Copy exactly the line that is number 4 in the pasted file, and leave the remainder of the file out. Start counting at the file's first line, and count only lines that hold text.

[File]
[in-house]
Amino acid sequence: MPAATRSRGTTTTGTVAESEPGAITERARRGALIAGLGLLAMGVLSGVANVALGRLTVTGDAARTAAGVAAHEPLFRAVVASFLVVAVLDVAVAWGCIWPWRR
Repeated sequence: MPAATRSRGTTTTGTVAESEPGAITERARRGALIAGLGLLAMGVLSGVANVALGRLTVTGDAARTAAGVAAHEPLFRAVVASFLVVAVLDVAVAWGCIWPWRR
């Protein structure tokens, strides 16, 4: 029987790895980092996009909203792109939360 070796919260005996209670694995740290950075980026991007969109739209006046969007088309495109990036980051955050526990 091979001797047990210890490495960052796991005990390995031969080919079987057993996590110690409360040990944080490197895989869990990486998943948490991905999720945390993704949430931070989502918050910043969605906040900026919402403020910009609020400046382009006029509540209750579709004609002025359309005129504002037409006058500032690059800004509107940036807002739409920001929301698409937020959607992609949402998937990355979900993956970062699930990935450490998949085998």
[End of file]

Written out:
């Protein structure tokens, strides 16, 4: 029987790895980092996009909203792109939360 070796919260005996209670694995740290950075980026991007969109739209006046969007088309495109990036980051955050526990 091979001797047990210890490495960052796991005990390995031969080919079987057993996590110690409360040990944080490197895989869990990486998943948490991905999720945390993704949430931070989502918050910043969605906040900026919402403020910009609020400046382009006029509540209750579709004609002025359309005129504002037409006058500032690059800004509107940036807002739409920001929301698409937020959607992609949402998937990355979900993956970062699930990935450490998949085998």